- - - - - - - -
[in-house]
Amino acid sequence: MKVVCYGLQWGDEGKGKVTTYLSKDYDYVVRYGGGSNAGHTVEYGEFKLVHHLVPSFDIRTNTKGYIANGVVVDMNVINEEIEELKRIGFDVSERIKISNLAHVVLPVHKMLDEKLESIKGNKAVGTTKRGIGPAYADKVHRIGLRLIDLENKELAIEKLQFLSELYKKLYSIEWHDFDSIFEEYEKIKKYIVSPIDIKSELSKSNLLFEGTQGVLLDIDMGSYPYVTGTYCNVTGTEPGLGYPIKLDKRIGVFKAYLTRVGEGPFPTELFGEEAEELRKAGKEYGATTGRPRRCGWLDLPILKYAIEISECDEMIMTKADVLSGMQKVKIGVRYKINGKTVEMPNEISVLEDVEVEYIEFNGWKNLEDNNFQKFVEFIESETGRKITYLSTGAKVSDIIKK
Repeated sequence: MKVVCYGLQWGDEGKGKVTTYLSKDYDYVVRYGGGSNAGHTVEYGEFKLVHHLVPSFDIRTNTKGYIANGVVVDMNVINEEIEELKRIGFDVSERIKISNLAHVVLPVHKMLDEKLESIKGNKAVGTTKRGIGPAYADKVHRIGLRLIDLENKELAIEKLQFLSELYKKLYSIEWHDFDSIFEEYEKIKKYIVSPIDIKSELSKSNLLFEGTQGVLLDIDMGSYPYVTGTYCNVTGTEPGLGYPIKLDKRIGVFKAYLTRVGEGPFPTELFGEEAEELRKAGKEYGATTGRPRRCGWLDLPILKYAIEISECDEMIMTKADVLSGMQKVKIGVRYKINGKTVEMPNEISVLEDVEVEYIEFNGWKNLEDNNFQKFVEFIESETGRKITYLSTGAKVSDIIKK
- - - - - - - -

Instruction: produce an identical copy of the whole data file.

[in-house]
Amino acid sequence: MKVVCYGLQWGDEGKGKVTTYLSKDYDYVVRYGGGSNAGHTVEYGEFKLVHHLVPSFDIRTNTKGYIANGVVVDMNVINEEIEELKRIGFDVSERIKISNLAHVVLPVHKMLDEKLESIKGNKAVGTTKRGIGPAYADKVHRIGLRLIDLENKELAIEKLQFLSELYKKLYSIEWHDFDSIFEEYEKIKKYIVSPIDIKSELSKSNLLFEGTQGVLLDIDMGSYPYVTGTYCNVTGTEPGLGYPIKLDKRIGVFKAYLTRVGEGPFPTELFGEEAEELRKAGKEYGATTGRPRRCGWLDLPILKYAIEISECDEMIMTKADVLSGMQKVKIGVRYKINGKTVEMPNEISVLEDVEVEYIEFNGWKNLEDNNFQKFVEFIESETGRKITYLSTGAKVSDIIKK
Repeated sequence: MKVVCYGLQWGDEGKGKVTTYLSKDYDYVVRYGGGSNAGHTVEYGEFKLVHHLVPSFDIRTNTKGYIANGVVVDMNVINEEIEELKRIGFDVSERIKISNLAHVVLPVHKMLDEKLESIKGNKAVGTTKRGIGPAYADKVHRIGLRLIDLENKELAIEKLQFLSELYKKLYSIEWHDFDSIFEEYEKIKKYIVSPIDIKSELSKSNLLFEGTQGVLLDIDMGSYPYVTGTYCNVTGTEPGLGYPIKLDKRIGVFKAYLTRVGEGPFPTELFGEEAEELRKAGKEYGATTGRPRRCGWLDLPILKYAIEISECDEMIMTKADVLSGMQKVKIGVRYKINGKTVEMPNEISVLEDVEVEYIEFNGWKNLEDNNFQKFVEFIESETGRKITYLSTGAKVSDIIKK